Coal Tattoo

Black lung disease: Let’s review

With the Obama administration set to release its plan to “End Black Lung” on Thursday, perhaps it’s worth reviewing some of what the science tells us about black lung and how to prevent it …

Luckily, the folks at the National Institute for Occupational Safety and Health recently published a summary of scientific findings about black lung since 1995. It’s available online here, and NIOSH describes it this way:

In 1995 in a major NIOSH review and report of recommendations, entitled Criteria for a Recommended Standard – Occupational Exposure to Respirable Coal Mine Dust. This Current Intelligence Bulletin updates the information on coal mine dust exposures and associated health effects from 1995 to the present. In part, the intent is to determine whether the 1995 recommendations, in this respect, remain valid, and to what extent, if any, modifications or additions are needed to those recommendations. The report does not deal with, nor discuss, issues of sampling and analytical feasibility nor technical feasibility in achieving compliance.

Of course, that 1995 NIOSH report — available here — clearly recommended that MSHA tighten the allowable limit of coal dust in underground mines from 2 milligrams per cubic meter to 1 milligram per cubic meter.

So what does the new NIOSH report say? Well, how about these comments:

— While findings published since 1995 refine or add further to the understanding of the respiratory health effects of coal mine dust described in the NIOSH Criteria … they do not contradict or critically modify the primary conclusions and associated recommendations given there. Rather, the new findings strengthen those conclusions and recommendations.

Even at the lower coal mine dust levels recommended by NIOSH … some incidence of [black lung] would still be expected, especially among miners of higher rank coal.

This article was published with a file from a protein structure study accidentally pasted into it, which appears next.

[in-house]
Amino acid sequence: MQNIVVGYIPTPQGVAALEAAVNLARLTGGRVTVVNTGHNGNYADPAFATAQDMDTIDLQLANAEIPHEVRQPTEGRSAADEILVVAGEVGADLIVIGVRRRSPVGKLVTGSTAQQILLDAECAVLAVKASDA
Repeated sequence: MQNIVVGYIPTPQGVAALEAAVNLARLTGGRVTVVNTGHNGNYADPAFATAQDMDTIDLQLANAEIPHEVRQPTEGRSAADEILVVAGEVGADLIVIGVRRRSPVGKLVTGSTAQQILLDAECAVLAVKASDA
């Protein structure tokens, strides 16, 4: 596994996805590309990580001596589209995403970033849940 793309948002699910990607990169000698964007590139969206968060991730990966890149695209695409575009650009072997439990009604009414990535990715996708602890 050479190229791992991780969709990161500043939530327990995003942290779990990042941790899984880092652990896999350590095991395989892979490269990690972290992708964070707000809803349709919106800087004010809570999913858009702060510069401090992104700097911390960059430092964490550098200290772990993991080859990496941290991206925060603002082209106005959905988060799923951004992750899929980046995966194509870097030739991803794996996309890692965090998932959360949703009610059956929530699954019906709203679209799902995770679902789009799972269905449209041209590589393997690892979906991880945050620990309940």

— … Even at the 1 mg/m3 coal mine dust exposure limit recommended by the CCD, some occupational effect on ventilatory function is expected.

Also important findings, emphasized by the NIOSH document:

— After a long period of declining black lung prevalance, recent federal surveillance data indicate that the prevalence is rising.

— Coal miners are developing severe black lung at relatively young ages.

— There is some indication that the mortality of younger coal miners from black lung is increasing.


— The cause of this resurgence in disease is likely multifactorial; excess exposure to crystalline silica and the mining of higher rank coal are very plausible explanations. Excess exposure to coal mine dust, both in intensity and duration (longer working hours), may be a contributing factor. A major underlying problem may be an apparent difficulty of achieving dust control in small coal mines.

— Given that the more productive seams of coal are being mined out, a transition by the industry to mining thinner coal seams and those with more rock intrusions is taking place and will likely accelerate in the future. Concomitant with this is the likelihood of increased potential for exposure to crystalline silica, and associated risks of silicosis, in coal mining.

NIOSH concludes:

In summary, every effort needs to be made to reduce exposures both to respirable coal mine dust and to respirable crystalline silica.